Birthday Dinner Party at M.Y. China

Martin Yan is the older guy on the left. He sat next to my wife! Eeeeee! *faints*
Martin Yan is the older guy on the left. He sat next to my wife! Eeeeee! *faints*

I went to a birthday party for a friend at a restaurant called M.Y. China.

At first I was sketpical as the restaurant is inside a mall in San Francisco.

Once we got there my face lit up and I got really excited. There was a sign out front of the restaurant that said, “Head chef Martin Yan is personally in the restaurant tonight.”

Martin Yan is a famous Chinese chef who’s hosted cooking shows for the last 30 years. He’s also written cookbooks, one of which I’ve bought in the past.

So M.Y. China isn’t some weird way of spelling My China. It’s “Martin Yan China!”

I got even more excited once we got in the restaurant because apparently the birthday girl’s dad is Martin Yan’s dentist. She is the dental hygienist who cleans his kid’s teeth when they go to the dentist.

Because of that we got a personal visit to our table from Martin Yan and some pictures! And when he talked to the table he put his hand on my back. I got touched by a famous person! Oh Boy!

The food was obviously excellent. We got a bunch of different dishes to share.

There was an amazing tofu dish in a thick soy sauce. There was sweet and sour pork. The pork was breaded like usual, but with something with the texture of bacon included in the breading.

There were scissor cut noodles with soy sauce covering them.

There was rice with soy sauce. That really pointed out to me how good the soy sauce was. It included peppers in it or something to make it taste way better than the normal Kikkoman soy sauce that everyone else uses.

There were sea food dumplings with peppers on top of them as well.

My mouth is watering while writing this. Unfortunately, I’m not a food critic so I can’t do the restaurant justice in this post. The food was amazing.

There were plenty of other dishes, but sadly not very many vegetarian ones. My wife got to eat some rice with spicy green beans. The green beans were good, but not as extraordinary as everything else at the restaurant.

Overall a great restaurant with great food!

-Mister Ed

Cartoon History

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I said in a previous post that I’m reading the Cartoon History of the Universe Part 3. Here’s the page I’m on now about Japanese civilization.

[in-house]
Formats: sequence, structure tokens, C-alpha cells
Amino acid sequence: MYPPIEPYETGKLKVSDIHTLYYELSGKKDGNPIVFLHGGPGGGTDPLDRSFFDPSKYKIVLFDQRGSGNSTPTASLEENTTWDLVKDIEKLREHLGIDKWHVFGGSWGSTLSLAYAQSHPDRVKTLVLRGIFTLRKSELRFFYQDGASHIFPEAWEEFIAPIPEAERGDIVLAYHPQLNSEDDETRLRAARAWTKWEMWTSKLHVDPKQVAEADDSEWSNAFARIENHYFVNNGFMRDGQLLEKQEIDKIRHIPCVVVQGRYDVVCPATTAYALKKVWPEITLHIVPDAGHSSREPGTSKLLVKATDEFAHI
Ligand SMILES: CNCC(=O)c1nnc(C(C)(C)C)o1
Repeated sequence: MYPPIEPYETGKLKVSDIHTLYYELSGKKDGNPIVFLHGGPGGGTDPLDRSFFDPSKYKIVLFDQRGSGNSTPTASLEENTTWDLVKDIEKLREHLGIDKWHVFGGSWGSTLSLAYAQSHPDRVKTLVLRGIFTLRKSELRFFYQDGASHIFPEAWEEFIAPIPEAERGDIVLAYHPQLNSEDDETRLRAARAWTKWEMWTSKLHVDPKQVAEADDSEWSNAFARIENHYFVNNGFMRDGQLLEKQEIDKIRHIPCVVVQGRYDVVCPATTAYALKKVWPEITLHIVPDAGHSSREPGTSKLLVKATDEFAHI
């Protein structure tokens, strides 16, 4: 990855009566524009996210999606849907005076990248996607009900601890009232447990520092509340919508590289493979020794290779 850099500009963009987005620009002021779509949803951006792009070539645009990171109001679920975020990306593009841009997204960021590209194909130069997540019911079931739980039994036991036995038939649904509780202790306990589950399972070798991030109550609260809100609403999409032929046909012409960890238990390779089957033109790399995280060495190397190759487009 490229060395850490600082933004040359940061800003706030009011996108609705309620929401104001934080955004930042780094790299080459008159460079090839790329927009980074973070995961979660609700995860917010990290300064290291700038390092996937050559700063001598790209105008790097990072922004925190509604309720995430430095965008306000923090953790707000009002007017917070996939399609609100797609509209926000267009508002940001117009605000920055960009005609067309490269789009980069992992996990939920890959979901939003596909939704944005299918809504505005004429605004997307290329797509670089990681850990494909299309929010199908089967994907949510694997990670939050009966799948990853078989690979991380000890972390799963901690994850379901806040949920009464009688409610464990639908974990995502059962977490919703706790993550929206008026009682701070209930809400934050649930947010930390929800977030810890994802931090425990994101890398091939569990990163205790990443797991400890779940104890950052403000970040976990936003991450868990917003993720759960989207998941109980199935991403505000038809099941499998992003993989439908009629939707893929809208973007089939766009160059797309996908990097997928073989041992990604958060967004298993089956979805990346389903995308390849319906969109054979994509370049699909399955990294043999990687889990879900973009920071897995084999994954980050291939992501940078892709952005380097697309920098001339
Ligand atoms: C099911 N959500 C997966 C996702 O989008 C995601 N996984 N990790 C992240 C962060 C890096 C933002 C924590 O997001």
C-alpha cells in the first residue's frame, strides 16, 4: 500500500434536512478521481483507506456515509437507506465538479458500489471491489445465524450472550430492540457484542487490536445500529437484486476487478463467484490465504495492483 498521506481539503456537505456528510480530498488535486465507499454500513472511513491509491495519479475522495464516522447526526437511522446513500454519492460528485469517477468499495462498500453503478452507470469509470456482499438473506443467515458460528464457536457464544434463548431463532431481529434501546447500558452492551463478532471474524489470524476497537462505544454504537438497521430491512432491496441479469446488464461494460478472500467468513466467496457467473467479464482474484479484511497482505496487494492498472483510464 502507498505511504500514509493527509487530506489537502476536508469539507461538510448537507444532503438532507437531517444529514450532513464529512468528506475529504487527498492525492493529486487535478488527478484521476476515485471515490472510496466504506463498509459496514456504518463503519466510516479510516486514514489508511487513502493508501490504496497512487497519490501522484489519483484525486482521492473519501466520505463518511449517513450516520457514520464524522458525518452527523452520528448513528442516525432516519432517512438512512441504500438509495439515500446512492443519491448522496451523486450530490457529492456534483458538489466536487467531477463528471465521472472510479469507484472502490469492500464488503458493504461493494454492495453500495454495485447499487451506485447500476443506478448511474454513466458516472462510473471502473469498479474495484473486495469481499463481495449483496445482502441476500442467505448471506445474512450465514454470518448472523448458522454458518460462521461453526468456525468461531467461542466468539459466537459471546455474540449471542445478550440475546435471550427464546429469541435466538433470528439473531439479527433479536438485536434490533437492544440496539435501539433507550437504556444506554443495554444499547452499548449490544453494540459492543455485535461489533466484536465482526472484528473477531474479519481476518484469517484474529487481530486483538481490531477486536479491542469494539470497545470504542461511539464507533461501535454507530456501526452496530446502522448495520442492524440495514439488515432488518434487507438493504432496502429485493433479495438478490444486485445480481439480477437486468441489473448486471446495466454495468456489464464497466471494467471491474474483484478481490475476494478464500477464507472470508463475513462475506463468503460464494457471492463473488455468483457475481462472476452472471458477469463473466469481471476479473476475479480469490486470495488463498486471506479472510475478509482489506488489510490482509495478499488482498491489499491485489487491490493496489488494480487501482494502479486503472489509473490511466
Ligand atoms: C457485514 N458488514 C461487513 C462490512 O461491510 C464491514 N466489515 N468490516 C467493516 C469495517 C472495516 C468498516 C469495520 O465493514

The Cartoon History series is now complete with five books. The first three are called Cartoon History of the Universe Parts 1-3 and the second two are called Cartoon History of the Modern World Parts 1-2.

The author’s name is Larry Gonick. He does a bunch of other cartoon non-fiction books as well.

I own Larry Gonick’s Cartoon Guide to Physics, Cartoon Guide to Chemistry, and his Cartoon History of the United States.

All his books are funny, informative, and quick to read. You can check out more of them at his simple website, www.larrygonick.com

I started reading the series in third grade when I was homeschooled by my parents.

Only the first two books existed then. I’ve read them cover to cover dozens of times since. This repeated reading is probably why I know so much about ancient history, but a lot less about anything after the fall of Rome.

I showed the books to my father-in-law recently because he was interested in the Roman Empire and the Holy Roman Empires.

His reaction upon flipping through them was surprise at the vast amount of sex in them.

Gonick doesn’t shy away from portraying the sexual scandals in his books. If sex between two people influenced their actions and their actions affected history, then he includes the sex.

I read the books when I was eight if that matters to anyone.

Gonick also writes a comic feature for the children’s science magazine, Muse. The magazine is written for ages 10-14.

The feature is a page comic of archetypal philosophers from different cultures talking with each other.

The philosophers also fool around and crack jokes in the margins of other articles throughout the magazine.

I’m rereading the later three Cartoon History books now so that I can fill the gaps in my natural recall of different historical periods.

I’ll probably need to reread it another dozen times before my recall of anything past 500AD is perfect, but I’m hoping that I’ll get there!

That’s all for tonight!

-Mister Ed